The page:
Driving Mars rover a long, long-distance task (with video)

NASA's Mars rover Curiosity used the Navigation Camera (Navcam) on its mast to record this westward look on the 347th Martian day, or sol, of the rover's work on Mars.  The rover had completed a southwestward drive of 60.1 meters on that sol.The prominent rock in the right foreground, informally named "East Bull Rock," is about 20 inches (half a meter) high. The rock-studded local rise dominating the image is called "Elsie Mountain." A distant portion of the rim of Gale Crater is visible in the upper portion of the view.

NASA's Mars rover Curiosity used the Navigation Camera (Navcam) on its mast to record this westward look on the 347th Martian day, or sol, of the rover's work on Mars. The rover had completed a southwestward drive of 60.1 meters on that sol.The prominent rock in the right foreground, informally named "East Bull Rock," is about 20 inches (half a meter) high. The rock-studded local rise dominating the image is called "Elsie Mountain." A distant portion of the rim of Gale Crater is visible in the upper portion of the view. Courtesy of NASA/JPL-Caltech

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12 months in 2 minutes for Mars rover

Curiosity has started its journey to Mount Sharp, a 3.4-mile-high mountain rising from the center of Gale Crater.

Mars-orbiting spacecraft have found layered deposits of clays and sulfates that will better tell us the history of the crater, including the presence of any water in the past.

Out for a spin

It's not the same as driving the actual Mars rover, but the Jet Propulsion Laboratory has a simulation that you can give a try here. You'll likely need to install a Web player that is available at the site. More interactives and features can be found here.

But the base of Mount Sharp is about five miles from Curiosity’s landing site. How do we drive a rover for five miles on a planet that is currently over 200 million miles away from Earth?

We cannot drive the rover in real time. It takes light about 20 minutes to travel this distance, and the radio signals carrying the commands travel at the same speed. This means that the images taken by Curiosity are at least 20 minutes old when we see them.

Commands that are sent back take an additional 20 minutes to reach Curiosity.

Because of variations in the orbits of the Earth and Mars, the total time between sending an image and receiving commands could be even greater than 40 minutes.

NASA has therefore developed two ways to move the rover on Mars. The fastest and safest way is directed driving. Curiosity has two cameras, called Navcams, mounted about six feet above the surface. It uses these cameras to take 3D images of the terrain ahead and send them to Earth.

The rover drivers use the images to chart a path for Curiosity to follow the next day. They then convert the plan into a set of instructions that reads something like: drive forward 1 meter, turn right 5 degrees, drive forward 2 meters, take pictures, etc.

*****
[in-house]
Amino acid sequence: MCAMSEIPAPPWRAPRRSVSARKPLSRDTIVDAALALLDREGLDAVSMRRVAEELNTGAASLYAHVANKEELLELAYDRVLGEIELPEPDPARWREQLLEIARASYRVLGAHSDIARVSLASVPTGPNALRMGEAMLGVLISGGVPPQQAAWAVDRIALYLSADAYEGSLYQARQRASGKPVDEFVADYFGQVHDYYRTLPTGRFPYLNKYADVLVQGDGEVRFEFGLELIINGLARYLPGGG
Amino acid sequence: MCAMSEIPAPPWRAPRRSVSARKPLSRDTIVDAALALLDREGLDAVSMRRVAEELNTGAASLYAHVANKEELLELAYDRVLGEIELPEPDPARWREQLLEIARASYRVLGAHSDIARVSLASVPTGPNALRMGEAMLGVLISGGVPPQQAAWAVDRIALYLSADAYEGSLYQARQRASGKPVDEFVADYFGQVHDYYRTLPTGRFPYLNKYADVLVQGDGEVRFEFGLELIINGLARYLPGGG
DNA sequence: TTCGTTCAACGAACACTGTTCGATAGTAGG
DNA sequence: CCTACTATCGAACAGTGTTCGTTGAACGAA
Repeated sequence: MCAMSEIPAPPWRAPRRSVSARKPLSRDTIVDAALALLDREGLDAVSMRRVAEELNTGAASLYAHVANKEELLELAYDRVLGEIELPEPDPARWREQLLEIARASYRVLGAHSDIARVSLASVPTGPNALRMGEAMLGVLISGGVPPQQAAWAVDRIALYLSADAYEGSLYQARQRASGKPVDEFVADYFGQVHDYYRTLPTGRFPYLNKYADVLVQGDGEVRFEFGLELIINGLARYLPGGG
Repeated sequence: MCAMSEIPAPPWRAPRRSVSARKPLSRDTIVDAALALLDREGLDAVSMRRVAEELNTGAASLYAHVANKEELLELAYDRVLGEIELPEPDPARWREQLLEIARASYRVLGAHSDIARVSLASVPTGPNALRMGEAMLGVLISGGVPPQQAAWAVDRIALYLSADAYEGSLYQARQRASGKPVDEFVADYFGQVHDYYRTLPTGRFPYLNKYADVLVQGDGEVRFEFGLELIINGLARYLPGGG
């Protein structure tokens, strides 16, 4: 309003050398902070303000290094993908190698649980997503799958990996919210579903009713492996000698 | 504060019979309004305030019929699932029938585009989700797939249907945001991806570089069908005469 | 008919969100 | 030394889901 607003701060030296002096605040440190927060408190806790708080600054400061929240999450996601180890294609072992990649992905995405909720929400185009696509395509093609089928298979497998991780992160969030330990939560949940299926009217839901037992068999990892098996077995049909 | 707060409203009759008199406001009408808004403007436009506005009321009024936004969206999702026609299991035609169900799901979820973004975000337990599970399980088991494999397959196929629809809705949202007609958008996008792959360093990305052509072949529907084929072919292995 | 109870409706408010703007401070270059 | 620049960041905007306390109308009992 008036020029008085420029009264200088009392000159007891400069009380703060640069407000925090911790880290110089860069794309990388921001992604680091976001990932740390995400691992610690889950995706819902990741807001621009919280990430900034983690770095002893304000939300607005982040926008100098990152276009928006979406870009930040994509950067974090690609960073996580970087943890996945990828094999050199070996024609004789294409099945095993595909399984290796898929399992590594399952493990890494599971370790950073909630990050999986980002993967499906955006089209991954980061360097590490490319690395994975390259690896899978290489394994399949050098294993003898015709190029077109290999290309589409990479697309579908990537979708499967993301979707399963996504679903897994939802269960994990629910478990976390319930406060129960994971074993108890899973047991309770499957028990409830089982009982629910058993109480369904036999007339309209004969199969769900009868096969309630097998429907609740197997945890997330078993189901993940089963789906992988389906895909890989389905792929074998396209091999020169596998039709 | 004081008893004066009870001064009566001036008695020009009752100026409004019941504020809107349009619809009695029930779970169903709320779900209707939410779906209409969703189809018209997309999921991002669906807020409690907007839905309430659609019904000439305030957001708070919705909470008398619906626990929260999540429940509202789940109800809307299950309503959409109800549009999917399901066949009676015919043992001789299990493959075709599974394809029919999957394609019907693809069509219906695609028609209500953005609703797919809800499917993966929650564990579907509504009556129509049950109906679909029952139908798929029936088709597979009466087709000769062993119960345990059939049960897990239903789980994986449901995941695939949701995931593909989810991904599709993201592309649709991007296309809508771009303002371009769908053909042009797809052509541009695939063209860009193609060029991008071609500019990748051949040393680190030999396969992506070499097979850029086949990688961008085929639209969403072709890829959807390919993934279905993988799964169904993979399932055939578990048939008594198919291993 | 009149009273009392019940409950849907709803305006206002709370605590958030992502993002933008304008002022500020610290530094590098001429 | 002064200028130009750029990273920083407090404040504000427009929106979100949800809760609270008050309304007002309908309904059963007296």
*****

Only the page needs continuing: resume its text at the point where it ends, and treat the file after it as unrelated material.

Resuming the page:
The command list is then tested with simulation software called the Rover Simulation and Visualization Program. When the list passes the simulation, it is ready to send to Curiosity.

We communicate with the rover roughly twice a day. Each Martian morning a list of commands to complete that day is sent to Curiosity.

At about 4 p.m. Mars time, the rover sends back the results of what it did that day by telemetry and pictures. Then the rover goes to sleep for the Martian night.

While the rover sleeps, the drivers develop a plan for the next day. This cycle repeats based on Martian time, so the rover drivers have to live on Mars time, not Earth time.

In directed driving mode, Curiosity can travel at a maximum speed of 150 yards per hour, but it is driving blind. We tell the rover to “trust us, there are no big rocks in front of you.”

Normally we can only see about 40 yards ahead of the rover with the Navcam images, so we can only drive in directed mode for 20 to 30 yards a day. At that rate it would take a very long time to get to Mount Sharp.

Curiosity therefore has another mode for driving on Mars: the autonomous mode. In autonomous mode, the rover opens its eyes and uses the Navcams and other instruments to find its own path and keep itself safe.

In autonomous mode, the rover drivers tell it the destination but let Curiosity find its own route. To accomplish this, the rover takes images with the Navcams, evaluates the terrain, and locates any obstacles to determine the best route.

But with the relatively slow processor on the rover, this process takes a lot of time. In autonomous mode Curiosity travels much slower, at about 40 yards per hour, less than one-third as fast as in directed mode.

To travel the maximum distance in a day, Curiosity therefore uses both driving modes. Each day’s drive starts in directed mode, with the rover traveling 20 to 30 yards following the instructions sent that morning. Once it goes beyond the Navcam horizon, it switches to autonomous mode, with navigation handled by the rover.

By combining the faster directed mode with the slower autonomous mode, it is hoped that Curiosity will routinely be able to drive distances of around 100 yards each day.

Traveling at a football field a day means that even without science stops, it will take some time to reach Mount Sharp. But every journey starts with a single step, even if it’s a small one.

Marty Scott is the astronomy instructor at Walla Walla University, and also builds telescopes and works with computer simulations. He can be reached at marty.scott@wallawalla.edu.

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